Mandela has failed to show true leadership in the fight against HIV
When Nelson Mandela this week revealed his son Makgatho had died of HIV he was showered with praise for his leadership and bravery. The director of the UN Aids programme, Peter Piot, hailed Mandela’s “unwavering and outspoken” opposition to HIV stigma and discrimination.
Mandela’s candour about his son’s illness will undoubtedly help erode Aidsphobia. Compared to most other world leaders, he has been forthright concerning the need to combat the pandemic.
For these reasons, we appreciate Mandela and admire him. There is, after all, very little international leadership in the fight against HIV. Mandela’s commitment and openness is therefore commendable. It contrasts with the dishonesty and neglect of Aids by others.
But, in fact, Mandela has merely done what any responsible public figure should do: tell the truth and challenge HIV prejudice.
“Aids is the worst catastrophe ever to hit the world”, according to the UN children’s agency, Unicef. It is causing a death toll equivalent to THE Asian tsunami disaster every three weeks. Where is the AIDS relief effort to match the magnificent international response to the Indian Ocean devastation?
Worldwide, 42 million people are infected with HIV. Already, 15 million children have been orphaned. In sub-Saharan Africa, there are 25 million HIV-positives, including nearly two million under 14. Hardly any of these people have access to treatment.
Mandela is the closest thing we have to a living saint. He is a world icon, and deservedly so. But the anti-apartheid liberation hero has, by his own admission, a less than heroic record on Aids. When he was South African president, from 1994-99, he bowed to public sensitivities and taboos; failing to deal decisively with the HIV crisis. Mandela refused calls to lead a public education and prevention campaign. Early action would have saved lives and slowed the spread of the virus, which has now infected over five million South Africans.
Is it fair to criticise the great man? Yes. From an extraordinary leader, we expect extraordinary leadership. On HIV, President Mandela let down his own people. He ignored the pleas of HIV-positive activists, many of whom were members of his African National Congress (ANC). They survived the bullets and beatings of the apartheid regime, only to be, in effect, sentenced to death by the inaction of their own ANC government.
This neglect has continued under Mandela’s successor, President Thabo Mbeki. He denies knowing anyone with Aids, even though his spokesman, Parks Makhalana, died of the disease. Mbeki has repeatedly disputed the scientific evidence that HIV causes Aids, and he has opposed the use of anti-retroviral drugs that are proven to cut the death rate. The result? An Aids holocaust. HIV is killing more South Africans than the vile system of apartheid; claiming over 600 lives a week, which is the equivalent of nine Sharpeville massacres every seven days.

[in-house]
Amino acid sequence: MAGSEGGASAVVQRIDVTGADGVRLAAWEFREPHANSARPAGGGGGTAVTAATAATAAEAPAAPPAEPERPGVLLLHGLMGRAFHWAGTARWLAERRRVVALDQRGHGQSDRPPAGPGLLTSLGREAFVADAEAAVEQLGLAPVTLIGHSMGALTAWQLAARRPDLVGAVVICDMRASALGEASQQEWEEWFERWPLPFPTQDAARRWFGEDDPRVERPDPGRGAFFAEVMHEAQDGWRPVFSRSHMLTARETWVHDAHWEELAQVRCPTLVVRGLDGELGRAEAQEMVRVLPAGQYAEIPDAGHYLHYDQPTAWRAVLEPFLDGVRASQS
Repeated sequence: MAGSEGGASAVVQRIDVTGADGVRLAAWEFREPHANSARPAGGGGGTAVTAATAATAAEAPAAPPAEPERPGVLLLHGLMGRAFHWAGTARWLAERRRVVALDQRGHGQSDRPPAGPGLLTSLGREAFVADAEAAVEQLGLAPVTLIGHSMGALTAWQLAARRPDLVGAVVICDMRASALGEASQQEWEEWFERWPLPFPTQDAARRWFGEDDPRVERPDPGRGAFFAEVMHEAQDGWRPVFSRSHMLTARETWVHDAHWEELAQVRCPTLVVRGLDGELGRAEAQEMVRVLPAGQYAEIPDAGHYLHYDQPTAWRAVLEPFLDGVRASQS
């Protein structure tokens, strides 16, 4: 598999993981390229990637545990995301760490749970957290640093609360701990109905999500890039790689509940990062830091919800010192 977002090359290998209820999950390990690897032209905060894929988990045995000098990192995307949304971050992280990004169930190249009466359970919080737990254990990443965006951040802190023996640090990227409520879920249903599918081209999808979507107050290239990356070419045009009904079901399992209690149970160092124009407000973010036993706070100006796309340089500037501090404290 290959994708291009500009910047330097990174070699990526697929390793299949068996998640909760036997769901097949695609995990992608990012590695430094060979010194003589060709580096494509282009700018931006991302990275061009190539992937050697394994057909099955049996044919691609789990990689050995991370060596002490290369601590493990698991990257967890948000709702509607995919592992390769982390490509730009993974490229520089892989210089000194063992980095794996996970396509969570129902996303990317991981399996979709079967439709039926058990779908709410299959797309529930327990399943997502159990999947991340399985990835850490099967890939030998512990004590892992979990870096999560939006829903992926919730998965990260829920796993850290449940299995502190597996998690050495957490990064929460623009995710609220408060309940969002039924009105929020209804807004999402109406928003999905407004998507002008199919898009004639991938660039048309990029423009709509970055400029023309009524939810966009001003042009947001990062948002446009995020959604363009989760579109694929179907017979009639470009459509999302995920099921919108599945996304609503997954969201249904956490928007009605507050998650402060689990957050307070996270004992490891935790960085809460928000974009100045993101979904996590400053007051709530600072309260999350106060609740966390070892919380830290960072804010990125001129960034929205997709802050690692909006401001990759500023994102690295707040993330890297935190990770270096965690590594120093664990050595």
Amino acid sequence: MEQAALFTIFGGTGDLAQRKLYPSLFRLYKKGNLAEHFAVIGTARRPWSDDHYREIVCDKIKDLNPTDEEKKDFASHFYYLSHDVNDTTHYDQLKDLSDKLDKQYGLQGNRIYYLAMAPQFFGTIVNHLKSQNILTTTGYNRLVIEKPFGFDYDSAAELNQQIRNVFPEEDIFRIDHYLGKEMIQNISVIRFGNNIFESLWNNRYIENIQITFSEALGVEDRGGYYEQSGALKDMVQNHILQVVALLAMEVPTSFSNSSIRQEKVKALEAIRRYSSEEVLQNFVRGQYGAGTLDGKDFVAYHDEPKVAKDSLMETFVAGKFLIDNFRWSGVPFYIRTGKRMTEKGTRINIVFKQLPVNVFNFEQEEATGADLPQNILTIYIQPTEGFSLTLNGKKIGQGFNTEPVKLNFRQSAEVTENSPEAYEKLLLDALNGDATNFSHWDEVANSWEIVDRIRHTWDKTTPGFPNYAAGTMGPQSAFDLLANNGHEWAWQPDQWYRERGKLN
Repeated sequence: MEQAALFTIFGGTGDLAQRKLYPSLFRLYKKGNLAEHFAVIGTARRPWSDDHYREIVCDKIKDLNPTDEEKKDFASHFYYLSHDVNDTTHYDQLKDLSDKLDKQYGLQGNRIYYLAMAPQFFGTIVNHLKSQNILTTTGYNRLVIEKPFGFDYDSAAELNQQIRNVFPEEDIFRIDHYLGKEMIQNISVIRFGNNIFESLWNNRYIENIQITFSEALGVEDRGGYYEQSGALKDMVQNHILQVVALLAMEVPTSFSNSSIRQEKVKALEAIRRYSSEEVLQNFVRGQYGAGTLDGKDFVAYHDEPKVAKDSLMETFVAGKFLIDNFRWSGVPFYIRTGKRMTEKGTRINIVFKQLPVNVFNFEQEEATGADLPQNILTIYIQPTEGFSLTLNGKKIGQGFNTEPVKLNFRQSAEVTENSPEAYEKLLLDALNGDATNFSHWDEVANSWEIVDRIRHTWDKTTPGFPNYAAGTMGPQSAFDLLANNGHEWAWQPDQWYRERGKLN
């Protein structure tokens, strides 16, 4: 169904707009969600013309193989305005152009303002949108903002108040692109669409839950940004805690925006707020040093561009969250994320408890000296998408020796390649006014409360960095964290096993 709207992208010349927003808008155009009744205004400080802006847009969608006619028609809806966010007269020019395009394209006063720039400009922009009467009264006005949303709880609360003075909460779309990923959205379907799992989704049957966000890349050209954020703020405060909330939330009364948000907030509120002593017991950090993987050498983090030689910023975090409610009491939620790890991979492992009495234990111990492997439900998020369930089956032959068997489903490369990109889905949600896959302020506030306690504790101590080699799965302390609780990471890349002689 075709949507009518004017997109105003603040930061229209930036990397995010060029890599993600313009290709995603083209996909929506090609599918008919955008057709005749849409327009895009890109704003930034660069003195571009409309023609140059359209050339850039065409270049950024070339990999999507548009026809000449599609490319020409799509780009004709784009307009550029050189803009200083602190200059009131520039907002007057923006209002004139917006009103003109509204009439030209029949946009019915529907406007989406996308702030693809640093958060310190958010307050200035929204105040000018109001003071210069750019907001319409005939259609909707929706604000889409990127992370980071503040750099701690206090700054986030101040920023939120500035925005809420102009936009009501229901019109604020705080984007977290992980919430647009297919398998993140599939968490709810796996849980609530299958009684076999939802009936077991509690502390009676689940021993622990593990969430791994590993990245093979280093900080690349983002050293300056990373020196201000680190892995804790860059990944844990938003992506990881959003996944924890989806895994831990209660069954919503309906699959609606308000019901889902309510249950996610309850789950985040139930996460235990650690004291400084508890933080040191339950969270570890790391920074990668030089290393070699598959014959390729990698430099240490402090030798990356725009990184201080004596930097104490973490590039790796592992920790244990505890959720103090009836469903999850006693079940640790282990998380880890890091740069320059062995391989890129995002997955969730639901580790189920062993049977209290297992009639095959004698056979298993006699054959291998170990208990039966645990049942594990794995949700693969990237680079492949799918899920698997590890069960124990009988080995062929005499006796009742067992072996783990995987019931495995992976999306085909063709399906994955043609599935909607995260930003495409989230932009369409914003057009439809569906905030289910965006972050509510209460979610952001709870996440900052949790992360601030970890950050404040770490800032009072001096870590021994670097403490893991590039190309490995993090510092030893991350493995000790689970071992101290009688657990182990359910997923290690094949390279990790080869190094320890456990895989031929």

Last month, the ANC attacked Aids activists for demanding that more anti-HIV drugs are made available to the poor, accusing them of being part of a western plot to distribute unsafe treatments. Mandela remained silent during the controversy.
Although he publicly embraced HIV-positive campaigners and chided Mbeki in 2002, the following year Mandela objected to his photo being used to promote a march in Cape Town urging a mass treatment programme.
Is Mandela a hero of the South African battle against HIV? No. The real hero is Zackie Achmat, leader of the Aids activist Treatment Action Campaign (TAC). An ANC activist in the apartheid era, Achmat is black, openly gay and HIV-positive. In 2000, he went to Thailand and illegally shipped back to South Africa cheap, generic versions of anti-retrovirals for distribution to people on low incomes; forcing Mbeki to end the import ban.
TAC then won a court case compelling the government to provide treatment to HIV-positive pregnant women, to reduce the risk of their children being born with the virus.
Two years ago, an ailing Achmat went on treatment strike. He refused life-saving drugs, insisting he would not take them until they were made available to everyone at low cost. Risking his life, he helped pressure the government to increase the provision of affordable anti-HIV drugs. Availability has improved, but it is still not enough.
It is not too late for Mandela to make a huge difference. By speaking out and shaming the ANC government into action, he could help ensure that South Africa’s biggest post-apartheid struggle secures its goal: HIV treatment for everyone who needs it, to halt needless, preventable Aids deaths.
Published as: “Mandela let his people down in the fight against Aids”,
Independent on Sunday, 9 January 2005.